Mies van der Rohe Gas Station

Remodelation Architect
FABG Architects, Éric Gauthier
Structural Engineer
Aecom
Construction Company
Norgéreq
Developer
Ciudad de Verdun
Built in
1968
Remodeled in
2011 - 2012
Location
The Nuns' Island (Nun's Island), Verdun, Montreal, Quebec, Canada
Some parts of this article have been translated using Google’s translation engine. We understand the quality of this translation is not excellent and we are working to replace these with high quality human translations.

Introduction

Built in the characteristic of the work of international Classic Mies van der Rohe, the gas station was operated by the company Esso until its closure in 2008, the year in which the Imperial Oil Company built a new station self-service car wash in the commercial district of the island. Since then, the masterpiece remained boarded up and abandoned, with the inevitable graffiti and crumbling brick wall.

Not far from the complex Westmount Square in Montreal, also project architect including residential, office and retail space, the gas station was commissioned Mies in 1966 by Imperial Oil, the first of the island and the first design Mies in The Nuns’ Island, Nun’s Island in English, which also designed three apartment buildings. In its construction he worked with local architect Paul H. Lapointe.

When he was hired Mies to the draft petrol station in Nuns’ Island, great excitement rose, for no one knew what to expect. The architect presented a simple, simple and functional design, as well as their previous projects in Montreal and on the same island. He designed a year before his death, was one of the last works of Mies van der Rohe.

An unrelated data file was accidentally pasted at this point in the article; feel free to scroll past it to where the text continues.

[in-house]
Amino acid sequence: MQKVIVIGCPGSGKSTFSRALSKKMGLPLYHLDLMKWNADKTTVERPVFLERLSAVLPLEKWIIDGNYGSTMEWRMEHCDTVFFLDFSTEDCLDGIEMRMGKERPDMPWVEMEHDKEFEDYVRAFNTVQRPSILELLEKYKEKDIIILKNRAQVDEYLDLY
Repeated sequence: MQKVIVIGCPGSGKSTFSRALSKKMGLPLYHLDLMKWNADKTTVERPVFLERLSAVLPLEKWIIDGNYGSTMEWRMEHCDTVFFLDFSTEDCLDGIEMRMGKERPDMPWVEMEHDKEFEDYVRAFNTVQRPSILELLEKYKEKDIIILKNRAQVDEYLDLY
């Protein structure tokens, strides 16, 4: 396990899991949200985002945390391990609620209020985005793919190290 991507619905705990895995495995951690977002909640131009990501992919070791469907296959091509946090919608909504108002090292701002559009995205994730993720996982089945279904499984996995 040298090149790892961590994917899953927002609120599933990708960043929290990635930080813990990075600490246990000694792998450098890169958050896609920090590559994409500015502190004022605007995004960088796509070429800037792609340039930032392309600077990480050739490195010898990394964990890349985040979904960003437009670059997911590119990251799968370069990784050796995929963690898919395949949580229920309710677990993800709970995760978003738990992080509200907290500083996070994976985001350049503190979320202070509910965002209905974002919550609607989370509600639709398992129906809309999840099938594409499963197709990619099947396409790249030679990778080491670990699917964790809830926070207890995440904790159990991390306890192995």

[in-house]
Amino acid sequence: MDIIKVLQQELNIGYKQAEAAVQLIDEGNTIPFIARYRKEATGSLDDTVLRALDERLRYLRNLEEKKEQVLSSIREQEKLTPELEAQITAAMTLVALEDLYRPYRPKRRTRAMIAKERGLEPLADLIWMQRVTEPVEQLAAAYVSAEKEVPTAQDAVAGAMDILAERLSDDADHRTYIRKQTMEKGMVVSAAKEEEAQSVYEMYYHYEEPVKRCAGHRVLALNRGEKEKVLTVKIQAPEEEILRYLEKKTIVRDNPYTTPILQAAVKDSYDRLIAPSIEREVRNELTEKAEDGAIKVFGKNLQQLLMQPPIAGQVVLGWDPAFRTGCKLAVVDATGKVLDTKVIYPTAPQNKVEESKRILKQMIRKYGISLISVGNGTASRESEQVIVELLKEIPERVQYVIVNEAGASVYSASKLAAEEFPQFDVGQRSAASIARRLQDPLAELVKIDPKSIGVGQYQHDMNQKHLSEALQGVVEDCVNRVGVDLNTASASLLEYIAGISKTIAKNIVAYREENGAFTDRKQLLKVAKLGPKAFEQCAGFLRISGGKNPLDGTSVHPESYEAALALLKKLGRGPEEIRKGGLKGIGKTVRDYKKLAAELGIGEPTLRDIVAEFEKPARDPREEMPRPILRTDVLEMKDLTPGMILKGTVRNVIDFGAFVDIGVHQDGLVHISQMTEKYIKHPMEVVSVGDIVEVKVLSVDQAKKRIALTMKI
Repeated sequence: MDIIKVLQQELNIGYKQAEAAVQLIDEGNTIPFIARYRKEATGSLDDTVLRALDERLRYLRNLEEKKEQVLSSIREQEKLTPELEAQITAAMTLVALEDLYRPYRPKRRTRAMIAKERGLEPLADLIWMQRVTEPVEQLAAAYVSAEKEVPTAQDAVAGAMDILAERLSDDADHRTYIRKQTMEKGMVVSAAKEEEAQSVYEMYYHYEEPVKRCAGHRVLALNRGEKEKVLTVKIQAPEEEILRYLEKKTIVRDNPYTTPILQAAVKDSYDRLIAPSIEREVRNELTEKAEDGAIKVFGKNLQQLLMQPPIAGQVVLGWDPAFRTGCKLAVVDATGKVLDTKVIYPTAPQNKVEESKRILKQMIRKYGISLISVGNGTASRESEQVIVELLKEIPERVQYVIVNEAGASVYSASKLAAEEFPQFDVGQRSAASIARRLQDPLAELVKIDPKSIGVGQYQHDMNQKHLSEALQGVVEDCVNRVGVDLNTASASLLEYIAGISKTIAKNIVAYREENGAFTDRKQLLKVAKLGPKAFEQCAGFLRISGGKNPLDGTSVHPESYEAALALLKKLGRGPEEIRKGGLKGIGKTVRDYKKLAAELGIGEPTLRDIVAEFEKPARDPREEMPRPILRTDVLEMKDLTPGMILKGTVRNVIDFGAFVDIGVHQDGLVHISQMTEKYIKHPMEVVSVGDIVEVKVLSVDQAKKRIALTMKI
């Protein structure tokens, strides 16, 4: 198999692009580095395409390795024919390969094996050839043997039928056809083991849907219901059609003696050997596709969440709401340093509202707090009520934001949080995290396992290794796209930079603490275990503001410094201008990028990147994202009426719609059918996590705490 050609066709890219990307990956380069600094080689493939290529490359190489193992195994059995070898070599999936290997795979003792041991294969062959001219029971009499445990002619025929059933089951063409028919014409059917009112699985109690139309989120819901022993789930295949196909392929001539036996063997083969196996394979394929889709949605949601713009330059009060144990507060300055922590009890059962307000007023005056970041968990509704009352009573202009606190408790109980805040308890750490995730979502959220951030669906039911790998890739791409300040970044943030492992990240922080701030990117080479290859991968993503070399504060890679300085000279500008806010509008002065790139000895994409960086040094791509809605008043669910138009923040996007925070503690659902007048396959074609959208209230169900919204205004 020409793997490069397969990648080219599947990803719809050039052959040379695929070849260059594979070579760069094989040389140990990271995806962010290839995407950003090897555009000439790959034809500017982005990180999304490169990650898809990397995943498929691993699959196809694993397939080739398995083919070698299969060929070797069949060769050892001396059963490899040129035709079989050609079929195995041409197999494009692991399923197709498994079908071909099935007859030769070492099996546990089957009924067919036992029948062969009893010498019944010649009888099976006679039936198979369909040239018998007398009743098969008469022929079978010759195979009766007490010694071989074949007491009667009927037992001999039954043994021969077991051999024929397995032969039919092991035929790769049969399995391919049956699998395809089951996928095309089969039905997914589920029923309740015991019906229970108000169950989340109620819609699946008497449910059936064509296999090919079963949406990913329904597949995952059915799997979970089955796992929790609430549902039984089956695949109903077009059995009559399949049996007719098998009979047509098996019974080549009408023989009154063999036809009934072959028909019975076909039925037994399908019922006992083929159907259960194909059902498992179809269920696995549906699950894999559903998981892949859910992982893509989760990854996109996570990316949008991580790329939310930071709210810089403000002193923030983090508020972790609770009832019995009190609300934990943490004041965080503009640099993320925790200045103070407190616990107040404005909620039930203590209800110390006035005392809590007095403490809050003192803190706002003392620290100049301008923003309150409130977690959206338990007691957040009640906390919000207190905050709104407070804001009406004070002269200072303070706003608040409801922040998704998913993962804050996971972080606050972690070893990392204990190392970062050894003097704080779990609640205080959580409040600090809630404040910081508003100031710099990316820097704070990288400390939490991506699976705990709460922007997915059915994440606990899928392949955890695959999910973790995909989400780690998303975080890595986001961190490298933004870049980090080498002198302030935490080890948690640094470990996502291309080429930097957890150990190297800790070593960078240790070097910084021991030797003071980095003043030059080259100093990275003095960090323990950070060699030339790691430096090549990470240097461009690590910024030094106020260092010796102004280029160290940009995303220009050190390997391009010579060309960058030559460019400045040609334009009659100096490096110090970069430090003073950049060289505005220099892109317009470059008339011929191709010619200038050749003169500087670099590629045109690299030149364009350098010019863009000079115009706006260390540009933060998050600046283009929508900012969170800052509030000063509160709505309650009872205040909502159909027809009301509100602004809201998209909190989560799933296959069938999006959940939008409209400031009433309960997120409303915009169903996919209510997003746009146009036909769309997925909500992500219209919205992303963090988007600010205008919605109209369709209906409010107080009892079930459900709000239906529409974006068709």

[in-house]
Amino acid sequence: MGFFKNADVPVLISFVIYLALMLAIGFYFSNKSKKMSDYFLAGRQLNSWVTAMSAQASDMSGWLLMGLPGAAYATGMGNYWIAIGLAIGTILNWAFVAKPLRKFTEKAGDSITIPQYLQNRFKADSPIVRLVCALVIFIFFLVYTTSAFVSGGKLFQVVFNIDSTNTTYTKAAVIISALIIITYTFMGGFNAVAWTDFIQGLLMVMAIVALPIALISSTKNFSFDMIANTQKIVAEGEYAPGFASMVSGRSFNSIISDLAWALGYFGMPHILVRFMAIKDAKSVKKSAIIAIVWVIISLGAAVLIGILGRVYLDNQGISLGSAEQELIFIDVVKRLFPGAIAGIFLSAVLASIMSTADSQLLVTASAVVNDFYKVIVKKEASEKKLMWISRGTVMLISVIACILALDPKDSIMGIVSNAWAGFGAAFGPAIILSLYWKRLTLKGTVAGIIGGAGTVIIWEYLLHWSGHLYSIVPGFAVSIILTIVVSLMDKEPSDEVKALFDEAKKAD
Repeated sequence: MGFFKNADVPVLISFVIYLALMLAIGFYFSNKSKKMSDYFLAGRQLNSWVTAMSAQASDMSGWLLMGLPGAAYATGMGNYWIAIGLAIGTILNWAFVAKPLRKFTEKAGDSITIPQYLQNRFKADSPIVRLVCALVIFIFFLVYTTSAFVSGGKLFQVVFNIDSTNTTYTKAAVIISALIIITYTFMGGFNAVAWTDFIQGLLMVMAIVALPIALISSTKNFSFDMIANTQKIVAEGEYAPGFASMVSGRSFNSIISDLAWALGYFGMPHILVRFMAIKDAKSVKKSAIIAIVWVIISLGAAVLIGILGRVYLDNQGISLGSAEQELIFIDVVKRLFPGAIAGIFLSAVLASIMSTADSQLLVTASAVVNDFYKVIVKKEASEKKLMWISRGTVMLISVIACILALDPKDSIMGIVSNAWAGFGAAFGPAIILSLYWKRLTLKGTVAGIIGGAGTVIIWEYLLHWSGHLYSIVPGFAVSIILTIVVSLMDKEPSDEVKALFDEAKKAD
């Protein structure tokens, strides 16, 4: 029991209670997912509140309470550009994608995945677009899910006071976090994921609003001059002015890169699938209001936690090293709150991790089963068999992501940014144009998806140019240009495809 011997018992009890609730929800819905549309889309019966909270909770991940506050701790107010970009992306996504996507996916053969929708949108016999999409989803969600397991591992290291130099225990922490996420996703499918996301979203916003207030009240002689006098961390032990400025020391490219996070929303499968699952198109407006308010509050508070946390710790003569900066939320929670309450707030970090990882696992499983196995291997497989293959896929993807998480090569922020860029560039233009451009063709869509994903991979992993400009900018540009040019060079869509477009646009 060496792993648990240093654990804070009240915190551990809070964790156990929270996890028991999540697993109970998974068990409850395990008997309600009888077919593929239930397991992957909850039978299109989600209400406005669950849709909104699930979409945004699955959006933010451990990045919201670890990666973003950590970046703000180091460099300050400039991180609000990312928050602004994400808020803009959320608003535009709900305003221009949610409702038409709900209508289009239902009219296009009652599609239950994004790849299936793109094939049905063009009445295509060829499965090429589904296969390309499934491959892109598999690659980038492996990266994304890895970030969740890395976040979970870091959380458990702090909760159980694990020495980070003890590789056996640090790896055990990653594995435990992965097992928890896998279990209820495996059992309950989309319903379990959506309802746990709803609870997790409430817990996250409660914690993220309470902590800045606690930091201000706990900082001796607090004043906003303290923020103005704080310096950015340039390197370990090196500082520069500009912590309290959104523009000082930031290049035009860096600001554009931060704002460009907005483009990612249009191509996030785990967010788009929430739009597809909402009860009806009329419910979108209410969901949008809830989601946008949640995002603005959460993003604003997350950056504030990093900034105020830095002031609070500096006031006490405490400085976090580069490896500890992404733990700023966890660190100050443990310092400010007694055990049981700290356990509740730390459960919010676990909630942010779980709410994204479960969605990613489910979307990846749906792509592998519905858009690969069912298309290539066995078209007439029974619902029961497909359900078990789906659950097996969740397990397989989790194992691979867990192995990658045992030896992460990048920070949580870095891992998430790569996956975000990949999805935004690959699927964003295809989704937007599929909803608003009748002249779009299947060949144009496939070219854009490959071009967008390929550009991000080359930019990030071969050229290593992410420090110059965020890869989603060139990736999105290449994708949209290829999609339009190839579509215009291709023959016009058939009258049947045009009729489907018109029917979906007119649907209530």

Location

Designed by Mies gas station it is located in the suburbs of the island of Nun (Nun’s Island), at 201 rue Berlioz, Montreal, Quebec, Canada.
Nun’s Island, officially Île des Soeurs, is part of the Hochelaga Archipelago, on the St. Lawrence River, southwest of Montreal.

Concept

“… Our practical purposes only measure our material progress. The values ​​we profess reveal the level of our culture… We must make clear, step by step, that things are possible, it is necessary and important…. “And probably Mies has the best definition of architecture that can be found anywhere: “… Architecture is the will of an epoch translated into space, alive, changing, again…” These theories, which has been implemented for a long life, have now been translated into the likely station. most beautiful in the world (Part of the article in The Montreal Gazette – Sep 20, 1968, on the occasion of the inauguration of the service station)..